The respondent, A.M. Best Company, (Best) moves to quash a subpoena duces tecum which seeks production of certain insurance documents, and a subpoena ad testificandum, which seeks testimony relative to those documents. Both subpoenas were served upon Best by petitioner, Margena Burnett (Burnett).
Burnett is the wife of a former member of the board and director of the Guarantee Security Life Insurance Co. (GSLIC), which the State of Florida has placed in receivership. She has also occupied various positions in GSLIC affiliates and has served as the assistant to the chairman of Transmark USA, Inc., GSLIC's parent corporation.*fn1 The Florida Department of Insurance, as receiver of GSLIC, has brought suit against Margena Burnett alleging that she and others, in order to conceal GSLIC's insolvency, misrepresented GSLIC's financial condition to the Securities and Exchange Commission, the public, the company's policy holders, the insurance brokerage community and various insurance
rating services. The complaint against Burnett and the other persons includes causes of action for fraud, conspiracy to defraud, civil theft, breaches of fiduciary duties, breach of contract and negligence. Burnett contends she did not misrepresent the financial well-being of GSLIC and she alleges that the materials which she seeks from Best will support her contentions.
Best produces several insurance trade publications, including a weekly newsletter entitled "Best's Insurance Management Reports," a monthly magazine entitled "Best's Review" and an annual insurance rating report entitled, "Best's Insurance Reports, Health Life." Each year, Best gathers information from various insurance companies which it uses to rate the financial condition of the companies. These ratings are published in Best's annual report. From 1983 through 1991, GSLIC and its affiliates WPLIC and ALIC provided Best with information which Best used to rate these companies in its annual report.
Burnett now seeks the production of these documents, which she contends are relevant to the Florida litigation. Specifically, she contends that these documents will demonstrate that she did not misrepresent to the public the financial condition of GSLIC or its affiliates.
On April 8, 1993, this court entered an ex parte order pursuant to R. 4:11-4, on a petition by Burnett, authorizing the issuance of a subpoena duces tecum to Best requiring it to produce certain insurance documents received from GSLIC, WPLIC and ALIC. The order also authorized the issuance of a subpoena ad testificandum requiring certain officers of Best to testify regarding those documents.
Best now moves for an order quashing the subpoena, contending that it is entitled to a privilege from divulging the requested information under the First Amendment and the New Jersey Shield Law, N.J.S.A. 2A:84A-21.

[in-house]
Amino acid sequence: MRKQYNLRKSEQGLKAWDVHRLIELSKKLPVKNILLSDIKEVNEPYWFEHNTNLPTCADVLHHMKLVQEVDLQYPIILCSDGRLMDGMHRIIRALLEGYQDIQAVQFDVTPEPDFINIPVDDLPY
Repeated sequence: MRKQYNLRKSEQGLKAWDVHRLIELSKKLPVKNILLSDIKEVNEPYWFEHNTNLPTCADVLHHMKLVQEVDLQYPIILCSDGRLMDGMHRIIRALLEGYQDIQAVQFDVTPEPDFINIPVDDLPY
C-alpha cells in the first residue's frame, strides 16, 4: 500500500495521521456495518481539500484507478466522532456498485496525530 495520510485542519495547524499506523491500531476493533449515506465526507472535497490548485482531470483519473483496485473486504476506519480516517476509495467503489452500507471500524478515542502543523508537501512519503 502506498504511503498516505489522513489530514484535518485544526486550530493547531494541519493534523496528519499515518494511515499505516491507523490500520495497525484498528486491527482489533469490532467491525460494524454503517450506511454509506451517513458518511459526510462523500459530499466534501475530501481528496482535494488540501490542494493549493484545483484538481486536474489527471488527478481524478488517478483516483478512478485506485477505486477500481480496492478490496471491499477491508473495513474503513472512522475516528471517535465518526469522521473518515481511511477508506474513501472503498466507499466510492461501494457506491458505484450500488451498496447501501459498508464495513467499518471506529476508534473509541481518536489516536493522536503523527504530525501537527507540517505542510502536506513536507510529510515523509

Burnett opposes Best's motion, contending that the information acquired by Best was gathered for the sole purpose of it being
used in Best's annual publication, which she contends is not a news medium protected by either the First Amendment or the New Jersey statute. Specifically, she contends that the annual report does not fit the definition of news medium because it is disseminated only to Best subscribers and not to the general public and because the financial information contained in the report is not "news" within the meaning of the statute.
The question presented then is whether Best's annual report qualifies as a "news medium" so as to afford Best protection from divulging the information sought by Burnett under the First Amendment and the New Jersey Shield Law.
This is a novel question which has not been decided by the courts in this state. There are, however, cases from other jurisdictions which have addressed the scope of the privilege afforded by the First Amendment and by similar state statutes which are helpful in the determination of this case. Most of them suggest that a broad interpretation should be given to the privilege.
In Lovell v. City of Griffin, 303 U.S. 444, 452, 58 S. Ct. 666, 669, 82 L. Ed. 949 (1938), the United States Supreme Court made it clear that the First Amendment privilege should encompass all kinds of information disseminated through all kinds of publications: "The liberty of the press is not confined to newspapers and periodicals . . . . The press in its historic connotation comprehends every sort of publication which affords a vehicle of information and opinion."
In Branzburg v. Hayes, 408 U.S. 665, 705, 92 S. Ct. 2646, 2668, 33 L. Ed. 2d 626 (1972), the Court reiterated that proposition, stating: "The informative function asserted by representatives of the organized press . . . is also performed by lecturers, political pollsters, novelists, academic researchers and dramatists." It includes: "The lonely pamphleteer who uses carbon paper or a mimeograph just as ...